Seeking input on the fate of Rutland Centennial Hall

Rutland Park Society is asking the community for feedback on what to do with the aging community hall—renovate or replace it.

Alf Roshinski

The Rutland Park Society faces some tough questions regarding the future fate of Rutland Centennial Hall.

So the society wants engage in a public process to get feedback from the Rutland community for answers surrounding how it should proceed.

While the society has $800,000 from the transfer of park land and a road right-of-way at Centennial Park to the City of Kelowna in 2014, plus a $273,000 Canada 150 federal grant to spend on hall, society president Todd Sanderson says that won’t even cover the cost to just bring Centennial Hall up to modern building code specifications.

The city carried out an assessment of the hall, located at 180 Rutland Road North, when the land deal was being negotiated  and found the building systems critically deficient and in need of immediate replacement, a cost likely to exceed $1 million to rectify.

“Since the hall was built and opened in 1967 by a dedicated group of Rutland citizens, the building has fallen into disrepair and nothing has been done to upgrade the hall…the building is in distress,” said Sanderson.

Sanderson said the society is bringing three options forward to local residents to consider—renovate the hall to the best of the society’s abilities with the existing funding; replace the hall with a new structure sufficient to maintain its existing uses; replace the hall with some new uses, complemented by commercial space that could be used to support ongoing building operation costs.

In speaking to the local media Monday, both Sanderson and George Basran, vice-president of the society and the father of Kelowna Mayor Colin Basran, said this public input process is being initiated by the society board with no preconceived idea on which of the three options is preferable.

The society has hired CTQ, a Kelowna urban design, planning and engineering consulting firm, to explain the hall’s current financial renovation status and garner public input about what the society should do moving forward at a public open house planned for May 12 at Centennial Hall. As well, feedback will be accepted online from May 13 to 31 at the website ourrutland.ca.

The society is hoping that along with Rutland residents, people who grew up in Rutland and have moved to other parts of the Central Okanagan will also participate in the process.

“We want to do this and do it right,” said Ed Grifone, with CTQ. “We may end up getting other options suggested by people that haven’t been thought of at this point.”

While one of those other options may be to do nothing and leave the hall in its current state, Bazran reiterated that Centennial Hall remains an iconic part of Rutland’s future development.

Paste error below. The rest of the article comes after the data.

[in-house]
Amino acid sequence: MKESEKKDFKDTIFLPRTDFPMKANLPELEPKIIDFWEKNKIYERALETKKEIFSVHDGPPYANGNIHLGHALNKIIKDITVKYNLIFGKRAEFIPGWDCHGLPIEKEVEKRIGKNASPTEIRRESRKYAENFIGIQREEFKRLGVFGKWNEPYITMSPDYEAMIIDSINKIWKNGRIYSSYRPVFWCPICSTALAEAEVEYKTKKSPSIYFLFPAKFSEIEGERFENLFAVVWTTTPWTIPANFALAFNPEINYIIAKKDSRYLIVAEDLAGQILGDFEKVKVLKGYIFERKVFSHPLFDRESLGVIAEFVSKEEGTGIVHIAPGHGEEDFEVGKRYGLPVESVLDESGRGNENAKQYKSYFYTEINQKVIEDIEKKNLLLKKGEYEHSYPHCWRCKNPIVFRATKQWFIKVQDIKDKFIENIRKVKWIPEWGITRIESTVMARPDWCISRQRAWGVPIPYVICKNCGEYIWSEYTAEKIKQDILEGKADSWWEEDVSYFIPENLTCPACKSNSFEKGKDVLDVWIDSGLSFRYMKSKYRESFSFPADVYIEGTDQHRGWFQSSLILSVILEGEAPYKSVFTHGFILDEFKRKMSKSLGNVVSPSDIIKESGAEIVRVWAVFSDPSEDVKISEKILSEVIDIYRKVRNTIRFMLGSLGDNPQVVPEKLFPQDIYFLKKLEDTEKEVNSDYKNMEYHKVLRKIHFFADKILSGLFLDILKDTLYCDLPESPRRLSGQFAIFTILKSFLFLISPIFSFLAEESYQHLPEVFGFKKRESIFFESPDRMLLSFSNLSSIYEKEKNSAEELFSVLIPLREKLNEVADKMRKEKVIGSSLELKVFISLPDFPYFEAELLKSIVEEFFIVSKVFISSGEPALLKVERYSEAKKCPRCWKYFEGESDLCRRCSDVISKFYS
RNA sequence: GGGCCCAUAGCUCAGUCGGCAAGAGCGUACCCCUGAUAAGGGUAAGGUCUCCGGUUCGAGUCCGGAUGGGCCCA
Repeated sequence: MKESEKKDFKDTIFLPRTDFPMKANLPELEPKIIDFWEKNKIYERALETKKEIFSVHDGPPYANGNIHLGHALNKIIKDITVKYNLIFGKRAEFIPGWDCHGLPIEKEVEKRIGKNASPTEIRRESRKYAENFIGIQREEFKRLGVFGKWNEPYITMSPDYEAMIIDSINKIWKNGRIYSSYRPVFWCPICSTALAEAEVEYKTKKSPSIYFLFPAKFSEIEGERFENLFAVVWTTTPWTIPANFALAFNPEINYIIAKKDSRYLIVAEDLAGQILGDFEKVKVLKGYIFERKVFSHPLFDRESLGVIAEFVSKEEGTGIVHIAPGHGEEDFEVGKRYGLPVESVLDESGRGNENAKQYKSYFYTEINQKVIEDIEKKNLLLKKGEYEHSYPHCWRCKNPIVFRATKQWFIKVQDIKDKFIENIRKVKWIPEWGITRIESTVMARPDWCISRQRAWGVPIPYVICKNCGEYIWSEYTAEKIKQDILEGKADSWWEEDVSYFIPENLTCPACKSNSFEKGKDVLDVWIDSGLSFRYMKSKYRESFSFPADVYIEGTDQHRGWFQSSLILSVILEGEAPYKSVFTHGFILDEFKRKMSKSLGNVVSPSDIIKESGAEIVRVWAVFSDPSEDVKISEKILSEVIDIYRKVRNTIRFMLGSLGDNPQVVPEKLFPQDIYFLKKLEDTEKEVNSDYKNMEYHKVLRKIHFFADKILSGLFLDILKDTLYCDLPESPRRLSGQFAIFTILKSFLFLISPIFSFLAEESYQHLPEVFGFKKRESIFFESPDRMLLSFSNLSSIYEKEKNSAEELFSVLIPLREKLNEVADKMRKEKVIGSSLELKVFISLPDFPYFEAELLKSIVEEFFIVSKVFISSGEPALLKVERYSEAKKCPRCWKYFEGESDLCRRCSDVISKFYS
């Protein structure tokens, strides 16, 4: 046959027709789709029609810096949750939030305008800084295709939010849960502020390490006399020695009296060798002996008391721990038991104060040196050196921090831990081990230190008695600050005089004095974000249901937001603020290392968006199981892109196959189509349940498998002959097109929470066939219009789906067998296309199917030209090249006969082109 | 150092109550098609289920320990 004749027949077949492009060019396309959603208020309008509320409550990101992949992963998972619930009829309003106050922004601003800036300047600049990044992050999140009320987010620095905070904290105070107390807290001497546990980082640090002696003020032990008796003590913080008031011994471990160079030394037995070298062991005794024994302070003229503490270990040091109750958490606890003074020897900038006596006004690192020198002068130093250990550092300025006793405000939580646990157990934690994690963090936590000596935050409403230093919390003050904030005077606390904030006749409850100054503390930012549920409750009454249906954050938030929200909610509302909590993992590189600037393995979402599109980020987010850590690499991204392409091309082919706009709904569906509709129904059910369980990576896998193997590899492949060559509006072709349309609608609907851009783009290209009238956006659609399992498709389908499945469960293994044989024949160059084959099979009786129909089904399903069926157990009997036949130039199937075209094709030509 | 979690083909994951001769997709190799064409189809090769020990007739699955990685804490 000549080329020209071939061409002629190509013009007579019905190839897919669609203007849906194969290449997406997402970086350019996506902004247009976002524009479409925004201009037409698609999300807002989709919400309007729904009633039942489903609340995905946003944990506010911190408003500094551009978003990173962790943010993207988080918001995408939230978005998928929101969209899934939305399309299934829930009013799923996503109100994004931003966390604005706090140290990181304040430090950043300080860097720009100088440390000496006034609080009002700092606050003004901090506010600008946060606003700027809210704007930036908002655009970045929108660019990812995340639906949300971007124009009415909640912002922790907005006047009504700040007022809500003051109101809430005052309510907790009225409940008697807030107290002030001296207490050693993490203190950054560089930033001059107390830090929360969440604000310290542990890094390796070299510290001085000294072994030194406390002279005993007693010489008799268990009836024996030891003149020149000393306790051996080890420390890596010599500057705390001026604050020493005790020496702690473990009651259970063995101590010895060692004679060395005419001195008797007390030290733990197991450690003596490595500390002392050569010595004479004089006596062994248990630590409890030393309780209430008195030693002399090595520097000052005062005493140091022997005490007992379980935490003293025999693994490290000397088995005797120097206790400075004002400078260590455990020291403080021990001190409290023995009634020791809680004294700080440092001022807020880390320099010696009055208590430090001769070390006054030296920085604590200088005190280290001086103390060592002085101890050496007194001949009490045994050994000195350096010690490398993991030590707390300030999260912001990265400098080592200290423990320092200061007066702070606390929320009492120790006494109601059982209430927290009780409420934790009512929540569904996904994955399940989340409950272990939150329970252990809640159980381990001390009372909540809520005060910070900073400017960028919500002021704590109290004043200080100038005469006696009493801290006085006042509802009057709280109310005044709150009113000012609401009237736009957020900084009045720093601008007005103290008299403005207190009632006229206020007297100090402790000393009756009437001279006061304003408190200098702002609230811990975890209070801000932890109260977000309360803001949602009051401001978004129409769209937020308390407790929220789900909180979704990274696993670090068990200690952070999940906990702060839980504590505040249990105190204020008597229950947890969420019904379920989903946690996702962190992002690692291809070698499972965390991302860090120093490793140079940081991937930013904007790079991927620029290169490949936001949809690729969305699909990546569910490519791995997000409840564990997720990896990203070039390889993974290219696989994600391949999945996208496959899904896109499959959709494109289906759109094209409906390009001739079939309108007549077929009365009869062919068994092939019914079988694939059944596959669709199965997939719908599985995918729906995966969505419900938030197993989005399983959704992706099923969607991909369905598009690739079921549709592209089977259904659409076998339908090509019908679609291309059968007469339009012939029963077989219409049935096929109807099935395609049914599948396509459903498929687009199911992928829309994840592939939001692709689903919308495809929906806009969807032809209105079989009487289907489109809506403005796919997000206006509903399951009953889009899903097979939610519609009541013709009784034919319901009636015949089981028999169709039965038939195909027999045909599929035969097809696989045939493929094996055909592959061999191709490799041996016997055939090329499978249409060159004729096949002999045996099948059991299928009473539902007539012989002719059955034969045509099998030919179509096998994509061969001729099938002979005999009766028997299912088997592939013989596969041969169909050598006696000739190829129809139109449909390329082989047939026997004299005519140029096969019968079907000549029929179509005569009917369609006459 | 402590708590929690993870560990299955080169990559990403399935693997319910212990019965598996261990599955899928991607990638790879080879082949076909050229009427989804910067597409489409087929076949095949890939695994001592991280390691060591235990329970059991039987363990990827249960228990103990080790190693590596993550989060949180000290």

“Centennial Park is our lake,” said Basran, referring to the impact that Okanagan Lake has on downtown Kelowna and how the hall can be a major catalyst for future growth of the Rutland Town Centre.

“But we can’t stress enough that we can do nothing going forward without the support of the community. We want to see public engagement in this process because what happens going forward is important to Rutland’s overall development.”

With the feedback from the open house and online responses in May, CTQ and the society board will review the data and come up with some specific ideas at a followup open house planned for late September or early October, with some of the most popular options further defined by architectural concept ideas, definitive cost outlines and potential source capital funding ideas.

From the outset of the park society striking the park land deal with the city, the idea of the revenue from that sale was to renovate the hall. That prospect was further enhanced by the society obtaining the grant from the Canada 150 Community Infrastructure Program, created to assist in rehabilitating community facilities across the country to mark Canada’s 150th birthday.

But Sanderson said the option of building a new hall has arisen due to the extent of the renovation costs. Even completing the necessary building upgrades, Sanderson said it will extend the life of Centennial Hall only another 10 to 15 years.

To build a new hall, he said, would mean engaging the community in a $4-5 million fundraising campaign, similar to what Okanagan College has done to raise money for its new trades centre building.

Basran noted the society is not at the stage of launching such a campaign because the idea would first need a positive response from local residents, followed by development of a specific proposal in place to capture the interest of potential donors.

Both Basran and Sanderson added no consideration has been given to getting Kelowna city hall further involved in some financial or administrative way with the project.

Sanderson added that the ongoing public consolation process this year isn’t expected to put the Canada 150 grant at risk given that funded projects need to be completed by 2017.

“With the time frame we are moving forward with, we don’t think that will be a problem,” Sanderson said, noting the society hopes to have a Centennial Hall strategy in place by the end of this year.

He added that strategy will be voted on for approval by the society membership, which currently numbers 45 people.

The society had more than 300 members when the society was voting to sign off on the land sale to the city, but Sanderson said society membership requires annual renewal and many of those past members have not done that.

bgerding@kelownacapnews.com

 

 

 

 

 

 

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